One obvious problem is corruption in and illegal immigration from Mexico. Public sentiment in the U.S. forced Congress to pass-and President Bush to sign-a law creating a fence on the U.S. southern border. Nevertheless, Bush and the Democrats continue to press for amnesty for illegal aliens and ways to increase the flow of foreign workers into the U.S.
The Giuliani connection to this controversial process is through Bracewell & Giuliani, a law firm he joined as senior partner in 2005. Bracewell has already come in for criticism because it represents Citgo, the oil company controlled by Venezuela's anti-American and terrorist-supporting ruler Hugo Chavez.
Freelance columnist Dianne M. Grassi broke the story of Giuliani's law firm acting as the exclusive legal counsel for Cintra, the Spanish firm that has been granted the right to operate a toll road in the Trans-Texas Corridor (TTC) project. Grassi comments, "Most interesting to the whole story is not only has Mr. Giuliani's involvement in the NAFTA Superhighway not ever having been publicly addressed, but how a foreign company is awarded the building of a mass highway system, versus maintaining it, for the first time in U.S. history, and negotiated by the law firm of the top Republican candidate running for President of the United States. And truly disturbing is how such will not only have national and homeland security and sovereignty implications but how it is deliberately being kept away from the Halls of Congress."
Grassi's revelations are easily confirmed by checking the websites of Bracewell and Cintra. Bracewell calls the deal "the first privatization of a Texas toll road."
Terri Hall, founder and director of Texans Uniting for Reform and Freedom (TURF), notes that Giuliani clients with an interest in acquiring Texas roads and infrastructure have also invested in his presidential campaign. She comments, "This could explain why Giuliani has spent so much time fundraising in Texas. The monied proponents of the Trans-Texas Corridor, of which there are many, would like to see this man become President."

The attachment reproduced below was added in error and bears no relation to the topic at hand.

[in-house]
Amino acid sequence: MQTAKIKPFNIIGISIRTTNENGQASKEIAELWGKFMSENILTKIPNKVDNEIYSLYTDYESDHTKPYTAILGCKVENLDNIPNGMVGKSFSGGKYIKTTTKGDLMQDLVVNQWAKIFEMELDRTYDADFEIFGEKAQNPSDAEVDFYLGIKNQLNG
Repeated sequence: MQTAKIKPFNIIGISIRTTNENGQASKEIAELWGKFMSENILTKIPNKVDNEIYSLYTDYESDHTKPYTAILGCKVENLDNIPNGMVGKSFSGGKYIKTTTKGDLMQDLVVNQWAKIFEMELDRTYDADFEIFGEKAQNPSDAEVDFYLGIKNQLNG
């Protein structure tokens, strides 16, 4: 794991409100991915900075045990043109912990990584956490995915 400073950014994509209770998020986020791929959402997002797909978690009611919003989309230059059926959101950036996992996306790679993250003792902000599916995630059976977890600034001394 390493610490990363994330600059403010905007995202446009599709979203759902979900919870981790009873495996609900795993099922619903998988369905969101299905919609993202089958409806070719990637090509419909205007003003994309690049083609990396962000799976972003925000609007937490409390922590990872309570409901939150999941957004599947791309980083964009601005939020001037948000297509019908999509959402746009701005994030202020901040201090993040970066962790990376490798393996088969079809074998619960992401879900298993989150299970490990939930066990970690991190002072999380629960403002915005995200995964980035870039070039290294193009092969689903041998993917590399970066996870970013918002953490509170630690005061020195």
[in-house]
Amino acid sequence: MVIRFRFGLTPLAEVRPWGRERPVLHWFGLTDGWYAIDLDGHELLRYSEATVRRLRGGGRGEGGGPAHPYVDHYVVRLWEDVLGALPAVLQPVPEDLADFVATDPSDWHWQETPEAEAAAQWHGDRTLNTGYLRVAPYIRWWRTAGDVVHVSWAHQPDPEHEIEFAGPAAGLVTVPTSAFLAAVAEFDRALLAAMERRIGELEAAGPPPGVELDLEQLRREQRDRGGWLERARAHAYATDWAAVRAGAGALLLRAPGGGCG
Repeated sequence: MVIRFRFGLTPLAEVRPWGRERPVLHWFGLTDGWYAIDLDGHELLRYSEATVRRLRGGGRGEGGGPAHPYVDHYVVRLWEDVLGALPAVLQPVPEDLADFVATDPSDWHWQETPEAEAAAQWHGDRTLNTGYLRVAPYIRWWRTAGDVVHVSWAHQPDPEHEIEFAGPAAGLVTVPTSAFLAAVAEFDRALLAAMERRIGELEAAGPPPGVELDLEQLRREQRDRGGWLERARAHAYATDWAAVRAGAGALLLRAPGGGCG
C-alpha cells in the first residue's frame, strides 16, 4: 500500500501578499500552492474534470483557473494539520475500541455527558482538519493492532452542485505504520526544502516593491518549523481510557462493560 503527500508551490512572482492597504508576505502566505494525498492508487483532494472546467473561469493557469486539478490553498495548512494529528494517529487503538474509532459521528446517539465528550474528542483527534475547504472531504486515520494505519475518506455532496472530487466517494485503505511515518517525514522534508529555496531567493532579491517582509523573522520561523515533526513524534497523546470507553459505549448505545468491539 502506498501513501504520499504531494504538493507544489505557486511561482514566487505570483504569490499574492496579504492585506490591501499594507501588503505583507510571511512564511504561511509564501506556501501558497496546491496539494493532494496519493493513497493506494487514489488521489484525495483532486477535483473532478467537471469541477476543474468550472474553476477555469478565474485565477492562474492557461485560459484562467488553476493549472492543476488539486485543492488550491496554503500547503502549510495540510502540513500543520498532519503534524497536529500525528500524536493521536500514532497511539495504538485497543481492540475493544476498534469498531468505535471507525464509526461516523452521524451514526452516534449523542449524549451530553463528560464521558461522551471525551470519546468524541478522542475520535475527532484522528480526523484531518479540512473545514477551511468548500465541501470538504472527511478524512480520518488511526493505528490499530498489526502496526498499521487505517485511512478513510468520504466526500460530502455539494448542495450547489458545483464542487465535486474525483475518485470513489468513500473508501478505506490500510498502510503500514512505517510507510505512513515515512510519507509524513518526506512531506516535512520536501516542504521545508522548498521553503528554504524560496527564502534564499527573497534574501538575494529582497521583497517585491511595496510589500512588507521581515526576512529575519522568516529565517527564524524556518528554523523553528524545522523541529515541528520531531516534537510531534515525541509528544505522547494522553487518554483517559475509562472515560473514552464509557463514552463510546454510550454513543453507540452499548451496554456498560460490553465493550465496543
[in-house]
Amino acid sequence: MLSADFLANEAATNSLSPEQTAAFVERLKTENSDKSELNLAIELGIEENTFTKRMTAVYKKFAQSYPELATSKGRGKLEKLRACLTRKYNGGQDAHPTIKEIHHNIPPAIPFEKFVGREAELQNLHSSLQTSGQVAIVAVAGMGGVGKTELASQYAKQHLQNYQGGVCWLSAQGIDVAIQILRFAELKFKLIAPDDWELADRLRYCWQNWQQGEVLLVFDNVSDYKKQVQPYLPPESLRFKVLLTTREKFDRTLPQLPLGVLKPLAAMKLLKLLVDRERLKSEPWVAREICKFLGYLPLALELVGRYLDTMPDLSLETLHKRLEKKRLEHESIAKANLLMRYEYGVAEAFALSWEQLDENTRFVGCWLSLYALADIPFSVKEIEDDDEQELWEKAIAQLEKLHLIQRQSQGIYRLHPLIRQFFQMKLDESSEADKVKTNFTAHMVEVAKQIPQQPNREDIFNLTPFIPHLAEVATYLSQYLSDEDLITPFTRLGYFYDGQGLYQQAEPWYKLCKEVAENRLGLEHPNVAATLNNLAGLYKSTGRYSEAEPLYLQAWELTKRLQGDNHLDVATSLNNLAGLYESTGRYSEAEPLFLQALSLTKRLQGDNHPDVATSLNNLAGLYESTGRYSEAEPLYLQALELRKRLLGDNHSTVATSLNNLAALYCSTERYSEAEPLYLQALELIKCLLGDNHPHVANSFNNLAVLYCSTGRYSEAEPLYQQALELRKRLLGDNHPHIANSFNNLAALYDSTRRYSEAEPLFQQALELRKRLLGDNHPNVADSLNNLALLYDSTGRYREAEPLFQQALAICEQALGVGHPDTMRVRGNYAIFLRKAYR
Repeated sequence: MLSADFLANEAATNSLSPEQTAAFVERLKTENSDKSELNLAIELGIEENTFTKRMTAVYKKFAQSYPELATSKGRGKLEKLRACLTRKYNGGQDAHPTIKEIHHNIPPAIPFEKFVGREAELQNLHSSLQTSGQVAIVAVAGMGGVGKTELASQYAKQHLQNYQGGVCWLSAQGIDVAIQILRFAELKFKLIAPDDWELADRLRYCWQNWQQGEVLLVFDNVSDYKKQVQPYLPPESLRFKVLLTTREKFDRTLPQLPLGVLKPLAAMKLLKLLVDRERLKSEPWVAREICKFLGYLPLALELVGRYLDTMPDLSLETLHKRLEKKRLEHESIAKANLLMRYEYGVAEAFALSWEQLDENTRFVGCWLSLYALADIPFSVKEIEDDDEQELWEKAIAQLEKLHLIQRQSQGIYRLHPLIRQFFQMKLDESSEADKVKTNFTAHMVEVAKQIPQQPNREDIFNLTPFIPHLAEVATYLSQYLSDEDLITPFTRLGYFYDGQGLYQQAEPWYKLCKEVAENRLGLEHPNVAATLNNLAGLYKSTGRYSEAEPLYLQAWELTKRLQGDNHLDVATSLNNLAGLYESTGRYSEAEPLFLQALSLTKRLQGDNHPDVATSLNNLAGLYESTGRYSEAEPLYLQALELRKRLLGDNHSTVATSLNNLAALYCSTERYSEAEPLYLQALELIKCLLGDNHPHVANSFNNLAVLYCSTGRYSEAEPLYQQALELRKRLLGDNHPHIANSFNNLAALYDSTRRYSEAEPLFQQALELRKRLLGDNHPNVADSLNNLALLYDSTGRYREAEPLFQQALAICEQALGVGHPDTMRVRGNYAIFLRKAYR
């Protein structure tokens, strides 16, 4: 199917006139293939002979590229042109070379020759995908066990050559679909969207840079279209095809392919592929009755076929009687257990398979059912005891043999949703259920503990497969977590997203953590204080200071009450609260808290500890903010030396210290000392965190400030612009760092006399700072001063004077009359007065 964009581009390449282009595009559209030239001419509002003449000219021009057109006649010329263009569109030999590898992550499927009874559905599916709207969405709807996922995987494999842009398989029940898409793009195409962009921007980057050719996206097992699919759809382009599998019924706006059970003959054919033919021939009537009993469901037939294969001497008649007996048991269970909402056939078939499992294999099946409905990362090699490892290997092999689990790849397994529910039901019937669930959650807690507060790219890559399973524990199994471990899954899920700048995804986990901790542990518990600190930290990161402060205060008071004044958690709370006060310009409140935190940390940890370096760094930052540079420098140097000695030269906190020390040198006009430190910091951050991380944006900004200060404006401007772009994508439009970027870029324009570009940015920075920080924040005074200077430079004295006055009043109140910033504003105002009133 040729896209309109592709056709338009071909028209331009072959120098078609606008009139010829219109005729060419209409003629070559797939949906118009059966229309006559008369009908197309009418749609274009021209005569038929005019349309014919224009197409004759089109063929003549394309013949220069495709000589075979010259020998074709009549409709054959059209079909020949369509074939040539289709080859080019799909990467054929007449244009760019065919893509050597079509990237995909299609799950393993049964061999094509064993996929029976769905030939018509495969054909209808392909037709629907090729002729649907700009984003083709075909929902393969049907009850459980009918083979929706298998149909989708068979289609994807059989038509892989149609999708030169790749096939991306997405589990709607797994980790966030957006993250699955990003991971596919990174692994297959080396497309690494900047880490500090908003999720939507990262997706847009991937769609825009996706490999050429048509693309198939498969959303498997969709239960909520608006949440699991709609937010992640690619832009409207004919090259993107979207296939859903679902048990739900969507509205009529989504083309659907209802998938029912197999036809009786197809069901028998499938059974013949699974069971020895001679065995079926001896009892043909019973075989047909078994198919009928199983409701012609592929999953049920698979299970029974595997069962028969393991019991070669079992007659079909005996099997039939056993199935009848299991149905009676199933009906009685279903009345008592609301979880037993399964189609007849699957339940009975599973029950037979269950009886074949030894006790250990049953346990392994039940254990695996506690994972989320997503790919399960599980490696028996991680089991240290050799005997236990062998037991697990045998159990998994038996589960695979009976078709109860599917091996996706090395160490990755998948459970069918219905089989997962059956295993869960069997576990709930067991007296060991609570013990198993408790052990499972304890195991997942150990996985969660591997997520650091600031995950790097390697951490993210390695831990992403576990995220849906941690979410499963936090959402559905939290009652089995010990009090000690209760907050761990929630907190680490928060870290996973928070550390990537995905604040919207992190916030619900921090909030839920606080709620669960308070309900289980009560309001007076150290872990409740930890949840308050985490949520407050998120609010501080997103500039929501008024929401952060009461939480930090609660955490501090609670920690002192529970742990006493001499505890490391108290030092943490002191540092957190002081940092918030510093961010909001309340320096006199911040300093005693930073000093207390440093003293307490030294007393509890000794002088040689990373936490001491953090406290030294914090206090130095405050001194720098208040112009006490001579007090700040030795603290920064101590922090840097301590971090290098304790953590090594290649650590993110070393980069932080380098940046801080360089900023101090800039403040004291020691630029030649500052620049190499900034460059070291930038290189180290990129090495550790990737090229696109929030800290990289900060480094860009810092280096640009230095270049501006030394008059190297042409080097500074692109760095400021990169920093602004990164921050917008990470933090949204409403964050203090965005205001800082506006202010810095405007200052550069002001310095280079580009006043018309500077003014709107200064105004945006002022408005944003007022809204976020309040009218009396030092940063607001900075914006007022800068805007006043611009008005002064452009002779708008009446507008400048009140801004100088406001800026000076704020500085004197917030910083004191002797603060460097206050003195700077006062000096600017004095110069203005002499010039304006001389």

Ironically, Ryan Sager of the New York Sun reports that Giuliani, before he became a private businessman with global clients, opposed NAFTA
It turns out that Cintra is a financial partner with an Australian company, Macquarie, on a toll-road project in Indiana, and that Macquarie acquired the business and assets of an investment bank known as Giuliani Capital Advisors.
Sunday's Washington Post notes that Giuliani Capital Advisors "was sold for an undisclosed amount as Giuliani was preparing his run for president."
The Post article also discloses that Giuliani's secretive lobbying firm, Giuliani Partners, has made more than $100 million over the last five years and that its clients "are required to sign confidentiality agreements, so they do not comment about the work they receive or how much they are paying for it. Though now running for president, Giuliani refuses to identify his clients, disclose his compensation or reveal any details about Giuliani Partners. He also declined to be interviewed about the firm." The paper provided some details, based "on a review of corporate, government and court records, along with scores of interviews with clients and government officials who have interacted with Giuliani Partners."
Many questions remain about Giuliani's controversial work for foreign interests. But his connection to the Trans-Texas Corridor is already a matter of public record and cries out for scrutiny. Will Fox News personalities ask him about it on Tuesday night?
Cliff Kincaid is the Editor of the Accuracy in Media AIM Report and can be reached at firstname.lastname@example.org